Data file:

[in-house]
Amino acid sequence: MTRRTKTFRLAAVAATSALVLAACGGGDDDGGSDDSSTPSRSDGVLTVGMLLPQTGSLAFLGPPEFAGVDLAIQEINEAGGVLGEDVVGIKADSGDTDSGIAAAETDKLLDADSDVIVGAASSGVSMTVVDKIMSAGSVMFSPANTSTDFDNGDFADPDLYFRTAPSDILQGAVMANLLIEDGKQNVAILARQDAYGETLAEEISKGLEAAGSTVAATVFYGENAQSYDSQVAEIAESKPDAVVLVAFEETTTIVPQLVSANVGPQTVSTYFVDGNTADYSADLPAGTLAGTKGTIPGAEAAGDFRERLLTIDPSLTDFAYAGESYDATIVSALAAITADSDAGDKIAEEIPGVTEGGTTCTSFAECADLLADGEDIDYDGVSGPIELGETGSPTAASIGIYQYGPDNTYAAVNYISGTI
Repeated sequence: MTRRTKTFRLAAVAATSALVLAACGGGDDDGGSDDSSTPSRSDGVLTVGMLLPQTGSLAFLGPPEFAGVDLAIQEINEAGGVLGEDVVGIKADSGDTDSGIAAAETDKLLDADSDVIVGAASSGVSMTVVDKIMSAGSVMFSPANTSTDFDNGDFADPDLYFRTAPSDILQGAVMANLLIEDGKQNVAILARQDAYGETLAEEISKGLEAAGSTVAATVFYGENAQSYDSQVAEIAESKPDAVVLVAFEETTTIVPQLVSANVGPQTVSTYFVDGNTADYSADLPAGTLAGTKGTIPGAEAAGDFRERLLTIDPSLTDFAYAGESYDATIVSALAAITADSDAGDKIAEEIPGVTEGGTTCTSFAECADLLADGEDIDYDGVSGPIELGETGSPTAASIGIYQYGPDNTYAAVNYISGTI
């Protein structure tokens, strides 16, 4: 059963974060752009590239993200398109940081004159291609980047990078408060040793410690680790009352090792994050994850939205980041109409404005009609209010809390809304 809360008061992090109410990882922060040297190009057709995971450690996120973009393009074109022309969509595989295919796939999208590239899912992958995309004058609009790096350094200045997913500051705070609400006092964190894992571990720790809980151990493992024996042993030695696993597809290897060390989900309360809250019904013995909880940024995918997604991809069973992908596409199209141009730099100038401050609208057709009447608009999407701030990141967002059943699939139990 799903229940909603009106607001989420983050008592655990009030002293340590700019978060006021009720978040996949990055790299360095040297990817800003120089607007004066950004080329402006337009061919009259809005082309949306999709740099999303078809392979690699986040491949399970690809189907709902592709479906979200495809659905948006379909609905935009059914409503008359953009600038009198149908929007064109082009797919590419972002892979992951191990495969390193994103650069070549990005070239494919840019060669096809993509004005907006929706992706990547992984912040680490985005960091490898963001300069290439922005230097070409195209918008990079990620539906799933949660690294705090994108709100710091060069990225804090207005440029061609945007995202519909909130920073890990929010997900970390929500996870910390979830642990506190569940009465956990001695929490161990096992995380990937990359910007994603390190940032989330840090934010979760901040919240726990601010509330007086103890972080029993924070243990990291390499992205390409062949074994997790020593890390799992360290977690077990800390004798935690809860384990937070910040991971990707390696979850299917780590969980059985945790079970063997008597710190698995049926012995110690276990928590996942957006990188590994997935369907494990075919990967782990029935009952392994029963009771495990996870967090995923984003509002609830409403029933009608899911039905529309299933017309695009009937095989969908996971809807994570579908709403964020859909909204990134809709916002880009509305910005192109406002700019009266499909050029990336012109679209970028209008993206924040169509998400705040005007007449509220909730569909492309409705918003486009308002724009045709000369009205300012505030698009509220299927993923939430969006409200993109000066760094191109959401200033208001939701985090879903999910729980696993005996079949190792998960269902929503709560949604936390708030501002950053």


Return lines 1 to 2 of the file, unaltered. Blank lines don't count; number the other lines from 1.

[in-house]
Amino acid sequence: MTRRTKTFRLAAVAATSALVLAACGGGDDDGGSDDSSTPSRSDGVLTVGMLLPQTGSLAFLGPPEFAGVDLAIQEINEAGGVLGEDVVGIKADSGDTDSGIAAAETDKLLDADSDVIVGAASSGVSMTVVDKIMSAGSVMFSPANTSTDFDNGDFADPDLYFRTAPSDILQGAVMANLLIEDGKQNVAILARQDAYGETLAEEISKGLEAAGSTVAATVFYGENAQSYDSQVAEIAESKPDAVVLVAFEETTTIVPQLVSANVGPQTVSTYFVDGNTADYSADLPAGTLAGTKGTIPGAEAAGDFRERLLTIDPSLTDFAYAGESYDATIVSALAAITADSDAGDKIAEEIPGVTEGGTTCTSFAECADLLADGEDIDYDGVSGPIELGETGSPTAASIGIYQYGPDNTYAAVNYISGTI